The Supreme Court, in a recent order that will befuddle all right thinking persons, has decided to entertain a petition seeking a ban on all jokes about Sikhs! The Court, in its wisdom, has further enlarged the scope of the petition, and proposes to cover all communities in its juridical munificence. It has sought guidelines which it will then convert into a “ratio decidendi,” or the rationale for the decision. I am not amused.
One would have thought that with 65,000 pending cases, and having already spent hundreds of hours of its precious time on the BCCI case (which in no way helps the common man and will only replace one set of plutocrats with another), the Court would prioritise its efforts on significant legal issues rather than such misconceived grievances. By admitting this petition the Court is only adding to the pervasive ‘ban’ culture taking over this country.
We have already been told what we can eat, drink, read, watch in cinemas and TVs. We will now be told what we can laugh at. The judiciary should really introspect on whether it should allow itself to become a handmaiden of regressive forces. Further, any legal restriction on or criminalisation of humour will only provide an additional handle to a corrupt, politicised and uneducated police to harass and persecute citizens on a selective basis, as they do with cases under the IT Act, laws relating to sedition, “hurting the religious sentiments” of people and eating of beef. A situation where the police will decide which type of joke is legal and which is not is frightening.
We could not have forgotten some recent incidents where the laws were twisted and suborned to ‘punish’ those who dared to laugh at some aspects of our society: the cartoonist Aseem Trivedi in Mumbai was booked for lampooning the Ashoka Chakra as a symbol of the modern corrupt Indian state; the organisers of AIB ( All India Bakchod), a TV comedy outfit, were prosecuted for ‘obscene’ jokes even though no one from the audience had complained; an FIR was registered against another comedian from Punjab, Kiku Sharda, who mimicked the outrageous Godman Baba Ram Rahim Insan, for “hurting the religious sentiments” of his followers.The list is endless.
It is bad enough to criminalise any comment on a God (of whom we reportedly have 32 crores), but to equate a Godman with a God in law is the height of ludicrousness. All these people, incidentally, have been either acquitted or the charges against them dropped. But the process of defending oneself is punishment enough in this country.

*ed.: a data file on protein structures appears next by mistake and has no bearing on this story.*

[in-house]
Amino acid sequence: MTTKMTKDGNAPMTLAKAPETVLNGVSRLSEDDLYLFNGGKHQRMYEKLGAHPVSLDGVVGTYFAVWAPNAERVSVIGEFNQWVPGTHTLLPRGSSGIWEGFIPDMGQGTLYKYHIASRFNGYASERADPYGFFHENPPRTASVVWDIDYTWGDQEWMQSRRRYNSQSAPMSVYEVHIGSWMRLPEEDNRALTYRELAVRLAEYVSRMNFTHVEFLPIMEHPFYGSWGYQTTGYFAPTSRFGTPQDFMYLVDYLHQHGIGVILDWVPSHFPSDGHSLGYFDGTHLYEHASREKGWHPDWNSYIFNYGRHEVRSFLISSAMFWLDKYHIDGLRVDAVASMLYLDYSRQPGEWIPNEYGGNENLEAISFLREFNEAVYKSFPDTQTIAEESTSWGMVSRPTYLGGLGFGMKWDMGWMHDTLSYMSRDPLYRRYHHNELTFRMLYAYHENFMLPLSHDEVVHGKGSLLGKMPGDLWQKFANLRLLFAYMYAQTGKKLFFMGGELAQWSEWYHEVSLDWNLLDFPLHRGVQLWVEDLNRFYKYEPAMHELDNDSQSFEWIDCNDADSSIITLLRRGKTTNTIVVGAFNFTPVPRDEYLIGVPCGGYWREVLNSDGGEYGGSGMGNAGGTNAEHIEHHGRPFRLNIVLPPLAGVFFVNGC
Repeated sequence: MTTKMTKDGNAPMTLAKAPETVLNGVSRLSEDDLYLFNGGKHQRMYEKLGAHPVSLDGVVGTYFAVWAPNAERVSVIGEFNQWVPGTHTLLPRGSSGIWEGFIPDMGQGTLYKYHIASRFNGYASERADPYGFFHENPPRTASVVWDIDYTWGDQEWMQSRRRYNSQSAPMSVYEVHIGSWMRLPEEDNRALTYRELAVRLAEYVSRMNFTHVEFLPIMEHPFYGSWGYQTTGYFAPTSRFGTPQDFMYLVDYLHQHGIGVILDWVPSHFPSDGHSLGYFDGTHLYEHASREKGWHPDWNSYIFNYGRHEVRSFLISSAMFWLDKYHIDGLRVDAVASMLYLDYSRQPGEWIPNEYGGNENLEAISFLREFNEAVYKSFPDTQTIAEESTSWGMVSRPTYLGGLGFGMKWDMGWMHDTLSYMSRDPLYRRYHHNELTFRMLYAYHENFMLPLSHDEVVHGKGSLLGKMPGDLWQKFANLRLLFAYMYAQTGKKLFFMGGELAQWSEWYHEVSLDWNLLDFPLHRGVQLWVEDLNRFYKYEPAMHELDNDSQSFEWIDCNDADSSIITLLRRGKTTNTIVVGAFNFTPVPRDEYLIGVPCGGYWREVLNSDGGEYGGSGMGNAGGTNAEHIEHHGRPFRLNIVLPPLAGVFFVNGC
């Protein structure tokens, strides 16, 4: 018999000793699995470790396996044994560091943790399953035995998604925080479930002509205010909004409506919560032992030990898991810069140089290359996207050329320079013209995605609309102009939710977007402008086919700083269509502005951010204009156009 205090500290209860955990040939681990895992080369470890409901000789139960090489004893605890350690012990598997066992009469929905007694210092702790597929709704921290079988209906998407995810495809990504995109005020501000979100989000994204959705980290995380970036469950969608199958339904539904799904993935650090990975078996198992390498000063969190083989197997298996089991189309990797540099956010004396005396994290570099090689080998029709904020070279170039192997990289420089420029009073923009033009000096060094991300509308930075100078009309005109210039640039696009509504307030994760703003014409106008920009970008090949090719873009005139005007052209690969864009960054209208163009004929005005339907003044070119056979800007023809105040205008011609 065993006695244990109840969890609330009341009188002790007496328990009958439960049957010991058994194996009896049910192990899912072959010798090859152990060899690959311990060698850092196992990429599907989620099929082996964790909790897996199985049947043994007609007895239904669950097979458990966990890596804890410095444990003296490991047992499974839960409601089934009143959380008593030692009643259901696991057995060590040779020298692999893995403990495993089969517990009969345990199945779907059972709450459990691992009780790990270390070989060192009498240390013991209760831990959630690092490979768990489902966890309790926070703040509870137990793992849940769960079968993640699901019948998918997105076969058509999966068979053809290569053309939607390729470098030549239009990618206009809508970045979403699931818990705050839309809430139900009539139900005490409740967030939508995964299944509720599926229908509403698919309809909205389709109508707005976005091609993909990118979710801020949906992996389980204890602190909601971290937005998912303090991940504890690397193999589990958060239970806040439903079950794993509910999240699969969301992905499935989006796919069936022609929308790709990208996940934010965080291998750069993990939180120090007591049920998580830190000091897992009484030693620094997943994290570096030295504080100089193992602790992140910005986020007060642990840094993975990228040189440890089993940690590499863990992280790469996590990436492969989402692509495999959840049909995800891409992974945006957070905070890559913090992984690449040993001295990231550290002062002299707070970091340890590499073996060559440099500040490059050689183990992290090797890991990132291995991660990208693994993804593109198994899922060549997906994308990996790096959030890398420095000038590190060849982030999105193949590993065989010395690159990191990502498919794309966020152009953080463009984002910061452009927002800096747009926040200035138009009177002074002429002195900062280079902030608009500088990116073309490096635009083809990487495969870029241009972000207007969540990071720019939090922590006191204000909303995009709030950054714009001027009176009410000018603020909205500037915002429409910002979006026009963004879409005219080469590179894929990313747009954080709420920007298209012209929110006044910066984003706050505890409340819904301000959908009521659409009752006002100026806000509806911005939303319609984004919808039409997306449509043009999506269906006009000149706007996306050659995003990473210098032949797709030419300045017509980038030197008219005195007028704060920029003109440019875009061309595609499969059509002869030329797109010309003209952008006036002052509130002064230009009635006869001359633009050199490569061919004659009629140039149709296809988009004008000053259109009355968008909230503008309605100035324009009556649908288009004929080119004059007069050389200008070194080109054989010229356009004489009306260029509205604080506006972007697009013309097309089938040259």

Law making (a ruling by a court is ‘case law’ and therefore also law) is serious business and its implications need to be carefully thought through. Laws drafted in a knee-jerk manner, or in obeisance to populist demands, inflict untold misery on thousands, especially in the far from perfect system we have. One needs to look only at the misuse of laws relating to dowry, domestic violence, sedition and sexual molestation to appreciate this point. Even the High Courts and the Supreme Court have obliquely asked for a relook at these legislations.
Another danger is that this will inevitably open the floodgates for similar ‘copy-cat’ petitions by every other community, group or individual which either seeks publicity or feels aggrieved-people from other states, mothers-in-law, blondes, homosexuals, alcoholics, politicians, lawyers, even Judges! [JUDGE: pointing at the accused, “Do I see a dastardly criminal at the end of my arm?” ACCUSED: “Depends which end of your arm you are referring to, my Lord!”]
Even on merits, however, what can be so offensive or criminal about a joke on a Sikh (or Tamilian, or Gujarati, or Bengali or Bihari) provided it is not obscene or scatological? To joke about a community is not to denigrate them but to embrace them—it is an expression of fondness, an acknowledgement of their pivotal position in society, a recognition of their endearing qualities. We don’t laugh at them, we laugh with them.
Sikhs are not unique in this respect: the whole world makes jokes about the pugnacious Cockney, the thrifty Irish, the dour Scot, the dumb Hillbilly-but the whole world loves them too. Humour serves an important role in any civilised society. It relieves, criticises, elevates, weeps, embraces; most important of all, it teaches, whether by the understatement, the mimicry, the ‘suggestio falsi’, the pun, the satire, the paraprosdokian, the dillerism or the humble limerick. Societies which espouse humour are tolerant, sensitive to nuances of public opinion, unbigoted, open minded. By the same definition, those who seek to curb it, whether by legal diktat or by violence, are just the opposite, destined for either Talibanism or Fascism. The Courts should be wary of the clamour of the vocal majority; as Thomas Carlyle wisely observed: “ Popular public opinion is the biggest lie !”
Humour is a force for democracy and the greatest leveller of all—as the poet said, even the sceptre and crown are brought down to the level of the commoner. Perhaps that is why those in power seek to curb it. But rest assured, a society which cannot laugh at itself is not worth living in. It was Goethe who said: “By nothing do men show their character more than by the things they laugh at.”
How will the character of our nation be judged, my Lordships, when there’s nothing left to laugh at?
served in the IAS for 35 years and retired as Additional Chief Secretary of Himachal Pradesh